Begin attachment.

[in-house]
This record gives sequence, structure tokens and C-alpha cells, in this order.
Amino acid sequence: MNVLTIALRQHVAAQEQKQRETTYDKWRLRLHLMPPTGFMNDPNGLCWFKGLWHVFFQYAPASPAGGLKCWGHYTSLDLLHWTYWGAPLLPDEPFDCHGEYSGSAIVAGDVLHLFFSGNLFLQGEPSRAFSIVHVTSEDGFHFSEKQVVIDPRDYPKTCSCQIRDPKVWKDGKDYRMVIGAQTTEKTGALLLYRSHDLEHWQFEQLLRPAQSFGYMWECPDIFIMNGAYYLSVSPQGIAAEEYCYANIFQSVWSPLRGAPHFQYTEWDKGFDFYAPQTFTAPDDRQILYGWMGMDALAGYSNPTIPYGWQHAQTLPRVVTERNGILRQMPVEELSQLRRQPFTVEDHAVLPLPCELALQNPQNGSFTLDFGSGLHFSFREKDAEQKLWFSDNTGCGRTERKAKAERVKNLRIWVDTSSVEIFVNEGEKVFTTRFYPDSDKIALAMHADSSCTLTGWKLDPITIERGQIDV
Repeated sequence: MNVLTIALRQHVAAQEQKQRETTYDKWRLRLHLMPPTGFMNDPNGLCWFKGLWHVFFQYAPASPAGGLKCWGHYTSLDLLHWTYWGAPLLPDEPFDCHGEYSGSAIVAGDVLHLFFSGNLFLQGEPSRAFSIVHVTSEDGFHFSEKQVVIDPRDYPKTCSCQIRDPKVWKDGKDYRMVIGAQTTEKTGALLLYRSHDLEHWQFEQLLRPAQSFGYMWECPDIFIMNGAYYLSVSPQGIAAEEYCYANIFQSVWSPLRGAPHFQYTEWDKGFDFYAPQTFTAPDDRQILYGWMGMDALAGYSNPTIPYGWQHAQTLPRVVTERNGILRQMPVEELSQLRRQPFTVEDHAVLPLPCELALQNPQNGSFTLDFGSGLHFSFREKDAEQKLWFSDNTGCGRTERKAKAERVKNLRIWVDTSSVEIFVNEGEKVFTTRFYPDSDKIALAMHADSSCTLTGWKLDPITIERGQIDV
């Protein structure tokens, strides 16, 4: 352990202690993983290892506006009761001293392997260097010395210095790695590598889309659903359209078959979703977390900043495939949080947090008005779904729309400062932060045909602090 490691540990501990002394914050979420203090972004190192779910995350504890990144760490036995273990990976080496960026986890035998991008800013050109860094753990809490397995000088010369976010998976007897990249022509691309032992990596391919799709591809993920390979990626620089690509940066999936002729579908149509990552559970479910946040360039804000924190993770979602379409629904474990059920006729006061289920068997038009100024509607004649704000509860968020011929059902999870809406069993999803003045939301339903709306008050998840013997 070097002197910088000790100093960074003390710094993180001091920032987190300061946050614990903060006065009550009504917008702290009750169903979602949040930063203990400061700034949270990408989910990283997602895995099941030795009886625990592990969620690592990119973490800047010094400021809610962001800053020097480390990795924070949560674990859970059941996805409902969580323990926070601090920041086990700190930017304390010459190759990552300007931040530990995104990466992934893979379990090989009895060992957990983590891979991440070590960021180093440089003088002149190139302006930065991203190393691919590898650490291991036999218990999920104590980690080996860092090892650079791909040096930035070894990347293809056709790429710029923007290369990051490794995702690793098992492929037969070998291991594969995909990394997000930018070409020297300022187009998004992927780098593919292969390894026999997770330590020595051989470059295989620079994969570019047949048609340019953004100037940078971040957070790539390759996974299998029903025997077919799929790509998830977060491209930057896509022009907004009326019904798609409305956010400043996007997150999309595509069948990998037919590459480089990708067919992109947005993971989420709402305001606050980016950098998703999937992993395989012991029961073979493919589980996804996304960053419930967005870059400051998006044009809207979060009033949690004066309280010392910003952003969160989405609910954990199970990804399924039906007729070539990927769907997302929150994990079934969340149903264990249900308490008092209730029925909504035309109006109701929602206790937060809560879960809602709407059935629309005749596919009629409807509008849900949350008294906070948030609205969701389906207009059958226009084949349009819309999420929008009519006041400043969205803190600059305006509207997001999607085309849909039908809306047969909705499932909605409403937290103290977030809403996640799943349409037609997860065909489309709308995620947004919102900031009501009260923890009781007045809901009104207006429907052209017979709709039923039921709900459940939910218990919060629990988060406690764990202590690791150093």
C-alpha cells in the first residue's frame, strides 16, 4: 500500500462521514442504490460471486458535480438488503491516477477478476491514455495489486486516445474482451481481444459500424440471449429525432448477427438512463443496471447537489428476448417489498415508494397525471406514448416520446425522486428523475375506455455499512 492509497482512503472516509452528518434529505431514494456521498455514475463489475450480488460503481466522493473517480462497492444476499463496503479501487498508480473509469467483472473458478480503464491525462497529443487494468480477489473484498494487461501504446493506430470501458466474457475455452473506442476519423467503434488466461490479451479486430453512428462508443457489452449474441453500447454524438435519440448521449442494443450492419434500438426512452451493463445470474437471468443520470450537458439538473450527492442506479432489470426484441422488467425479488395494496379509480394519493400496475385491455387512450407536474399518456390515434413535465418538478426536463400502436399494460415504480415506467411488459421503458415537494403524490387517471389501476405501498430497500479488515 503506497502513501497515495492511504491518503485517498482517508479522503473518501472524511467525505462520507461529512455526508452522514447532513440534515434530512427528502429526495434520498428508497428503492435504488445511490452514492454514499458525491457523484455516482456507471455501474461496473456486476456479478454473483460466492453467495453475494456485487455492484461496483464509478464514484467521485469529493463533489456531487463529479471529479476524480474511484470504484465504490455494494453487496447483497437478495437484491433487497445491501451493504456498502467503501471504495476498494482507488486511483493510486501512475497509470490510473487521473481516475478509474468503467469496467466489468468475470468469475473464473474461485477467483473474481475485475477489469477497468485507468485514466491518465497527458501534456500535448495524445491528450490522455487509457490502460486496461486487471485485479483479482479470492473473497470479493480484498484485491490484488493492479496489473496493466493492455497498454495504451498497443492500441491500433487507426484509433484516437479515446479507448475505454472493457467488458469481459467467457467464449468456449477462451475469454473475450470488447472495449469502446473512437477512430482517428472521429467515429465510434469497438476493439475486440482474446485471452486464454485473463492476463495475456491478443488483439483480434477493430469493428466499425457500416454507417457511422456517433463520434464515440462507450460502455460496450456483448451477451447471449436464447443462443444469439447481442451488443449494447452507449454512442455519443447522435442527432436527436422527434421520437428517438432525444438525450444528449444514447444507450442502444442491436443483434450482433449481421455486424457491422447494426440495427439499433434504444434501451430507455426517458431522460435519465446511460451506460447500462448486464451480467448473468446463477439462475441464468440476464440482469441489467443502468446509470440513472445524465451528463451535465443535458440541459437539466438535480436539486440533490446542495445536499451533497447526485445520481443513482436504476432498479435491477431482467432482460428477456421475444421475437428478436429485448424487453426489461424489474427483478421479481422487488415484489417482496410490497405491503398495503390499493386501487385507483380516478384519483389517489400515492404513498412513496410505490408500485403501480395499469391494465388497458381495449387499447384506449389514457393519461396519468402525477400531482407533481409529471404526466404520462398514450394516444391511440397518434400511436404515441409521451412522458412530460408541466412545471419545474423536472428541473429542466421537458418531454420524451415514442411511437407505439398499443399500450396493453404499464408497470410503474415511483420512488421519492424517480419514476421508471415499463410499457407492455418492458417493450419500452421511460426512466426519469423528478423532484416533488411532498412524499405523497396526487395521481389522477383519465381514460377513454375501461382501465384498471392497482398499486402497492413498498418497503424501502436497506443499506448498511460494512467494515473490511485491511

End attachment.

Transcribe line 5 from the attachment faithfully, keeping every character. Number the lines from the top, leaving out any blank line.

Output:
């Protein structure tokens, strides 16, 4: 352990202690993983290892506006009761001293392997260097010395210095790695590598889309659903359209078959979703977390900043495939949080947090008005779904729309400062932060045909602090 490691540990501990002394914050979420203090972004190192779910995350504890990144760490036995273990990976080496960026986890035998991008800013050109860094753990809490397995000088010369976010998976007897990249022509691309032992990596391919799709591809993920390979990626620089690509940066999936002729579908149509990552559970479910946040360039804000924190993770979602379409629904474990059920006729006061289920068997038009100024509607004649704000509860968020011929059902999870809406069993999803003045939301339903709306008050998840013997 070097002197910088000790100093960074003390710094993180001091920032987190300061946050614990903060006065009550009504917008702290009750169903979602949040930063203990400061700034949270990408989910990283997602895995099941030795009886625990592990969620690592990119973490800047010094400021809610962001800053020097480390990795924070949560674990859970059941996805409902969580323990926070601090920041086990700190930017304390010459190759990552300007931040530990995104990466992934893979379990090989009895060992957990983590891979991440070590960021180093440089003088002149190139302006930065991203190393691919590898650490291991036999218990999920104590980690080996860092090892650079791909040096930035070894990347293809056709790429710029923007290369990051490794995702690793098992492929037969070998291991594969995909990394997000930018070409020297300022187009998004992927780098593919292969390894026999997770330590020595051989470059295989620079994969570019047949048609340019953004100037940078971040957070790539390759996974299998029903025997077919799929790509998830977060491209930057896509022009907004009326019904798609409305956010400043996007997150999309595509069948990998037919590459480089990708067919992109947005993971989420709402305001606050980016950098998703999937992993395989012991029961073979493919589980996804996304960053419930967005870059400051998006044009809207979060009033949690004066309280010392910003952003969160989405609910954990199970990804399924039906007729070539990927769907997302929150994990079934969340149903264990249900308490008092209730029925909504035309109006109701929602206790937060809560879960809602709407059935629309005749596919009629409807509008849900949350008294906070948030609205969701389906207009059958226009084949349009819309999420929008009519006041400043969205803190600059305006509207997001999607085309849909039908809306047969909705499932909605409403937290103290977030809403996640799943349409037609997860065909489309709308995620947004919102900031009501009260923890009781007045809901009104207006429907052209017979709709039923039921709900459940939910218990919060629990988060406690764990202590690791150093």